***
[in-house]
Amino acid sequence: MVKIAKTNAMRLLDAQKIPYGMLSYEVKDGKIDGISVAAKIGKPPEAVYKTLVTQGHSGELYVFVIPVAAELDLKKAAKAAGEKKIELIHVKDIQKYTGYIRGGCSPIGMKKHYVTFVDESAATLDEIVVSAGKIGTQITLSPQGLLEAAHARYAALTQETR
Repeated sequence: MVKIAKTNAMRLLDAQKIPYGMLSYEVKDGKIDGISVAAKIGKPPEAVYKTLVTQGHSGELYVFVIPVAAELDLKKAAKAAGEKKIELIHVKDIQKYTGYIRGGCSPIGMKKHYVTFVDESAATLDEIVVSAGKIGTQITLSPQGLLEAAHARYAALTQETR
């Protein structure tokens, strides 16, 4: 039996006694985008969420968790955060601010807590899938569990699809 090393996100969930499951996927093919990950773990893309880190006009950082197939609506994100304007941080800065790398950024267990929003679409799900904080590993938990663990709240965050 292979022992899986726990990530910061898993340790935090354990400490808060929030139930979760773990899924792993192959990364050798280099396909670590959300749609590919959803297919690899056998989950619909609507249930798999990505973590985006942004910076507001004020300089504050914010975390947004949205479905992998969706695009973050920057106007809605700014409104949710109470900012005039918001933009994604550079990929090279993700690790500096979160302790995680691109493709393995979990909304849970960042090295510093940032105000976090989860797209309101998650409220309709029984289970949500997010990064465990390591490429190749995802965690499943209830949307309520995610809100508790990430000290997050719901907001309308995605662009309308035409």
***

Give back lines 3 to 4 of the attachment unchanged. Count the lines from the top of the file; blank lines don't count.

Repeated sequence: MVKIAKTNAMRLLDAQKIPYGMLSYEVKDGKIDGISVAAKIGKPPEAVYKTLVTQGHSGELYVFVIPVAAELDLKKAAKAAGEKKIELIHVKDIQKYTGYIRGGCSPIGMKKHYVTFVDESAATLDEIVVSAGKIGTQITLSPQGLLEAAHARYAALTQETR
């Protein structure tokens, strides 16, 4: 039996006694985008969420968790955060601010807590899938569990699809 090393996100969930499951996927093919990950773990893309880190006009950082197939609506994100304007941080800065790398950024267990929003679409799900904080590993938990663990709240965050 292979022992899986726990990530910061898993340790935090354990400490808060929030139930979760773990899924792993192959990364050798280099396909670590959300749609590919959803297919690899056998989950619909609507249930798999990505973590985006942004910076507001004020300089504050914010975390947004949205479905992998969706695009973050920057106007809605700014409104949710109470900012005039918001933009994604550079990929090279993700690790500096979160302790995680691109493709393995979990909304849970960042090295510093940032105000976090989860797209309101998650409220309709029984289970949500997010990064465990390591490429190749995802965690499943209830949307309520995610809100508790990430000290997050719901907001309308995605662009309308035409």